American Family Children's Hospital

Belly Button Nephrectomy Earns Patient Raves

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Transplant Surgery

Single-Port NephrectomyGiven a choice, transplant surgeons prefer a kidney from a living donor to that of a deceased donor. The median survival rate for living donor kidneys is 18 to 20 years, whereas the median survival rate for deceased donor kidneys is only eight to 10 years.


Because living donor kidneys are so valuable, UW Health transplant surgeon and assistant professor at University of Wisconsin School of Medicine and Public Health, Josh Mezrich, MD, has been working to make the donation process as easy and safe as possible for donors. More than one year ago, he began performing single-port nephrectomies through the belly button.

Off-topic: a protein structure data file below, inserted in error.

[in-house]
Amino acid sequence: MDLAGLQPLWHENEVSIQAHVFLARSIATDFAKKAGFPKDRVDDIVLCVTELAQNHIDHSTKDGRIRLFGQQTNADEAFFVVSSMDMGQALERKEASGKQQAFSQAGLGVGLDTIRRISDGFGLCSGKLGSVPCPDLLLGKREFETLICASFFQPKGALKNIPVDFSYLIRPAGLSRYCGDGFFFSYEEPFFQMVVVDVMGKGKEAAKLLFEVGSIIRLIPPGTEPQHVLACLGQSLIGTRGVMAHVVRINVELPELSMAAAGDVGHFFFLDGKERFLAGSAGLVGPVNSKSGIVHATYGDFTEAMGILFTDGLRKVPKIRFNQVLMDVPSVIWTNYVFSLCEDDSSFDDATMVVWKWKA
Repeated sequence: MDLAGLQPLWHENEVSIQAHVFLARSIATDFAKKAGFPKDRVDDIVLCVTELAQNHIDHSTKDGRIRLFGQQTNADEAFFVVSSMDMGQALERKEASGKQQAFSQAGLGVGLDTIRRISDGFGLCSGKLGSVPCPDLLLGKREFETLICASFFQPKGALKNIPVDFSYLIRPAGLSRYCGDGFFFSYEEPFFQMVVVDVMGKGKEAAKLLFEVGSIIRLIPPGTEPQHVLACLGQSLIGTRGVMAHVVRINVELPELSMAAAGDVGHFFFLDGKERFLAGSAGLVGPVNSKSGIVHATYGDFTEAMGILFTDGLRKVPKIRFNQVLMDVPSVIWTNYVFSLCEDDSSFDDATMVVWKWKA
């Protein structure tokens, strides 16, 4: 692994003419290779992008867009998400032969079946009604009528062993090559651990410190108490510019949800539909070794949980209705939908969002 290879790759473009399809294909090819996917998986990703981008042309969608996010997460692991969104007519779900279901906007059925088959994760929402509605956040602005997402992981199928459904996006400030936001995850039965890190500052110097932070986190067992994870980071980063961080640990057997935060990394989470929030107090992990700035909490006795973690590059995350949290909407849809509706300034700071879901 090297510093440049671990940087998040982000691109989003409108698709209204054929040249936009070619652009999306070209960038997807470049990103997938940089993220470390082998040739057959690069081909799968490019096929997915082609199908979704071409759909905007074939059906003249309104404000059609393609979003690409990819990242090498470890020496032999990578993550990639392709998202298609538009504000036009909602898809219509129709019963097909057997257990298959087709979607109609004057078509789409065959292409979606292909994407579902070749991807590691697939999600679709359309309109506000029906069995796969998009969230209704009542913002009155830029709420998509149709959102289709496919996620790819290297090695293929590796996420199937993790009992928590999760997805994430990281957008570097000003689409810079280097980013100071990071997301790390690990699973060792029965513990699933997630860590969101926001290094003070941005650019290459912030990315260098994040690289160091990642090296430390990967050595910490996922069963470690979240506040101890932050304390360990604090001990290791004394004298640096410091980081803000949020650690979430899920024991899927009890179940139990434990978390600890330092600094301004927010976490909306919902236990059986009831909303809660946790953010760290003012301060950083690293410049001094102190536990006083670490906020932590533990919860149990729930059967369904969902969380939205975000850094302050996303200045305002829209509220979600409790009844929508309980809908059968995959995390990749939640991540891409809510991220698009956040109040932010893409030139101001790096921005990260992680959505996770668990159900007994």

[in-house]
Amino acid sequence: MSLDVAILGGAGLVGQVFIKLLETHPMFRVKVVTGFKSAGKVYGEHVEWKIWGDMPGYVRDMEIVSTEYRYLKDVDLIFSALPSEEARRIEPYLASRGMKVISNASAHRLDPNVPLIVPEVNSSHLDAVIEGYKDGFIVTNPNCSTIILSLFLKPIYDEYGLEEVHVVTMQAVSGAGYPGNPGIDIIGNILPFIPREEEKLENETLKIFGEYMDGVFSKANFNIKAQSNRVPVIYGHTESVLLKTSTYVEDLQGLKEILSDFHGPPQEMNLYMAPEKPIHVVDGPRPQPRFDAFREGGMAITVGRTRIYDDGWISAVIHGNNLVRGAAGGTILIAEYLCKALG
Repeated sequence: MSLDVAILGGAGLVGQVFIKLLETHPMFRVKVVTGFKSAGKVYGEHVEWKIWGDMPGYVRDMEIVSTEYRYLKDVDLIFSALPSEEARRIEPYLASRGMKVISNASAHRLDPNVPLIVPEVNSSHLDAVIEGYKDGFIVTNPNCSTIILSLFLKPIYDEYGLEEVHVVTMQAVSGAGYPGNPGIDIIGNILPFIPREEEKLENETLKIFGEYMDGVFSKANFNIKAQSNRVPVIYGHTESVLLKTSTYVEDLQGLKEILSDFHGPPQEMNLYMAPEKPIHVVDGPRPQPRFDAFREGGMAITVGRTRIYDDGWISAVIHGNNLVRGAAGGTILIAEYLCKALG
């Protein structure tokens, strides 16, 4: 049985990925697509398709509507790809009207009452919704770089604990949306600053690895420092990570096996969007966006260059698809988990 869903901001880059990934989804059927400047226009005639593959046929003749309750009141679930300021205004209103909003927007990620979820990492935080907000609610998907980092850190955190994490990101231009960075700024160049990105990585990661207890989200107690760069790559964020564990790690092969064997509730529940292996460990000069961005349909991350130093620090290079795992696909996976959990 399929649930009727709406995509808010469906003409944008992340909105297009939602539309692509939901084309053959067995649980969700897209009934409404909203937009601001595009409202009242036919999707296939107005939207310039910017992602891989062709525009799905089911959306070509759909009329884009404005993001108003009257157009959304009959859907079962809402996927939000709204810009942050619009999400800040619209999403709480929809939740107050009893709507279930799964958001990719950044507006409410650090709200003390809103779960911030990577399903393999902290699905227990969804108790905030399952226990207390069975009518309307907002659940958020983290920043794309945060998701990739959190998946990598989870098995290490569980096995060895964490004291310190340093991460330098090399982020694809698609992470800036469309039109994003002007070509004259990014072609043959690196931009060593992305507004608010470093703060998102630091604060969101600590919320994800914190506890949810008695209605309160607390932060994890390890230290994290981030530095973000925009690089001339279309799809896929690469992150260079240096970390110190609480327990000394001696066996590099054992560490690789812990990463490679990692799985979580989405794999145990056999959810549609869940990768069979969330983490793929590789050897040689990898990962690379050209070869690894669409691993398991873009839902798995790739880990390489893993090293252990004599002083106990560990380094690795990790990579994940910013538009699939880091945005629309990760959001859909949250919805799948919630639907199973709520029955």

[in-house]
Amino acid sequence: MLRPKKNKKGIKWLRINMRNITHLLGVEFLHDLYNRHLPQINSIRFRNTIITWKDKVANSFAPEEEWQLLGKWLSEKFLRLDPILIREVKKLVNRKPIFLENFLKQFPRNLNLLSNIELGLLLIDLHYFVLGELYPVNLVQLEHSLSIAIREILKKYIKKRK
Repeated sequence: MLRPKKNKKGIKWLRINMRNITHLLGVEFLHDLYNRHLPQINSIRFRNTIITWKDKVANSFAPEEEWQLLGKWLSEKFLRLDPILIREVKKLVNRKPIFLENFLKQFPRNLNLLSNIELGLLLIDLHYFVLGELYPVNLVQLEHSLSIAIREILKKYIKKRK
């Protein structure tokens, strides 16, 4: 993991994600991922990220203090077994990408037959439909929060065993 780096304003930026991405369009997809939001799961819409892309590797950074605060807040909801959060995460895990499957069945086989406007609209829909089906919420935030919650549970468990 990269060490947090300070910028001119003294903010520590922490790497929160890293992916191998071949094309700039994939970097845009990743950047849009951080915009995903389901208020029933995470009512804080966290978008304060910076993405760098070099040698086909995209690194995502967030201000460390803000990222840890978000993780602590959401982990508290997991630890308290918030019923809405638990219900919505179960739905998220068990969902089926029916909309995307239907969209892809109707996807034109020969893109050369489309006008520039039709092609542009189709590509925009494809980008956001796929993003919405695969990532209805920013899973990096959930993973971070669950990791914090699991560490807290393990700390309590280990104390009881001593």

"The main benefit of the surgery is cosmetic," says Dr. Mezrich. "We make a 4 to 6 inch incision straight through the middle of the belly button, unfold it and put a port behind it. We insert all our instruments through the port and pull the kidney out. Recovery time is similar to a laparoscopic procedure, but there is little to no scarring."

Dr. Mezrich read about the procedure after Rolf Barth, MD, performed it at University of Maryland. The two doctors had first met when Dr. Barth completed his fellowship at University of Wisconsin-Madison. Dr. Mezrich learned the technique and brought it to Madison with the support of Dixon Kaufman, MD, chair of the division of transplantation.


"Anyone can undergo the procedure, but I think it is easier to do it on women than men because women have less intra-abdominal fat, which can get in the way of the surgery," says Dr. Mezrich. "The belly button nephrectomy may not be the best choice for morbidly obese people."


Patients have been happy with the results. "At six months, it can be hard to tell they've even had surgery," says Dr. Mezrich.